Has the Death of American Manufacturing Been Exaggerated?
The sector has shrunk, but remains a significant part of the economy.
Manufacturing’s share of U.S. employment has been on a steady decline since the end of World War II. In May, the figure touched 8.48 percent, the lowest level since the Labor Department first began keeping records in 1940. The decline has been linked to the growth in income inequality, the weakening of the American middle class, and the rise of populist politics. But as the country appears to rethink free trade and automation appears to be finishing what trade agreements like NAFTA began, U.S. manufacturing still has some things working to its advantage.
Lisa Cook, a professor of economics at Michigan State University who worked on President Obama’s transition team, said it “was industrial production that was getting us out of the recession. So we were watching that very closely.”
Manufacturing, which represents 12 percent of GDP, is the “essence of … high-value exports from this country,” Cook said at a Thursday session at at the Aspen Ideas Festival, which is cohosted by The Aspen Institute and The Atlantic. And while manufacturing’s share of the U.S. economy has declined, it still draws more than a third of foreign direct investment in the country, and foreign companies still employ nearly 1 in 5 people in manufacturing jobs . “This represents good jobs in America,” Cook said, adding “This is where family wealth came from in America.”
Economists are rethinking the factors that drove manufacturing away from the U.S. to cheaper destinations like China and Mexico. In recent years, there has been some “reshoring” of manufacturing jobs to the U.S. Jamie Bonini, a vice president at Toyota who spoke on the same panel as Cook, said cheaper labor costs abroad are just one consideration for businesses that might migrate their factory work overseas. Companies that “can make a product here in North America, near to their customer, much faster than they could ever in most cases do it if they move that production to a different site where the labor costs may be lower … [it’s the] more profitable proposition—even if one factor, of costs, [is] a little more,” he said.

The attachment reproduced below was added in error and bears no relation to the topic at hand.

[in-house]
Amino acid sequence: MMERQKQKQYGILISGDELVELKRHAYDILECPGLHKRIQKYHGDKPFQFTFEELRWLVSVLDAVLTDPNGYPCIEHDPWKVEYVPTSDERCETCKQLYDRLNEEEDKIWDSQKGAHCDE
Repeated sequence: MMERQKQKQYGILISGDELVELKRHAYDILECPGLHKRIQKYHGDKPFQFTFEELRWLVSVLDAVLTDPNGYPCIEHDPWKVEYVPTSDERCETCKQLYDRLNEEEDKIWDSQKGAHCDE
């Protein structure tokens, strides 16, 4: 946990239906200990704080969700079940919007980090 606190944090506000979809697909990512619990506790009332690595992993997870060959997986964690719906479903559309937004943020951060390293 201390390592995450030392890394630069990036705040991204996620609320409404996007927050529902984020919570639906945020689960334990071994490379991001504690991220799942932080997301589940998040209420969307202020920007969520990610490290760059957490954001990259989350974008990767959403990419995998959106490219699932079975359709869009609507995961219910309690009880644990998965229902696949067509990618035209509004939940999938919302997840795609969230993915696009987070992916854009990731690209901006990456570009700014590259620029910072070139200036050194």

Cook agreed. “It’s not just the cost of the worker,” she said. “First of all, I think the bigger question is how productive the worker is: We still have the most productive workers in the world. So, yes they are more expensive, but I would say ... we need to stop thinking about just the cost of the worker. And we need to start thinking about the total product: ... [the] human capital, ... the rule of law that are part of this supply chain that I’m talking about.”
During the Obama years, manufacturing did make a comeback—even if it did not bring with it the hundreds of thousands of jobs it had once created. The Obama administration made a push for advanced manufacturing to create high-quality jobs, but the fact remains the U.S. has a singular advantage over its often cheaper-rivals: established supply chains. “Grand Rapids has been the source of furniture manufacturing for over 150 years,” Cook said. “Chicago is a place where there have been supply chains for over 150 years. UMass Lowell has been one center of advanced manufacturing. Lowell is the center of the industrial revolution in the United States—so over 200 years.”
“I would say,” she went on, “it would be very difficult to replicate these supply chains and these lineages that we’ve had and that we have a comparative advantage that we don’t think about.”
But there are challenges to this advantage: prime among them the state of the U.S. infrastructure, which President Trump says he wants to overhaul with a massive spending bill. “The president is onto something with respect to focusing on infrastructure—that’s the only way the economy is going to grow that we’re going to be able to maintain these supply linkages, that we will continue to have these kinds of comparative advantages,” she said.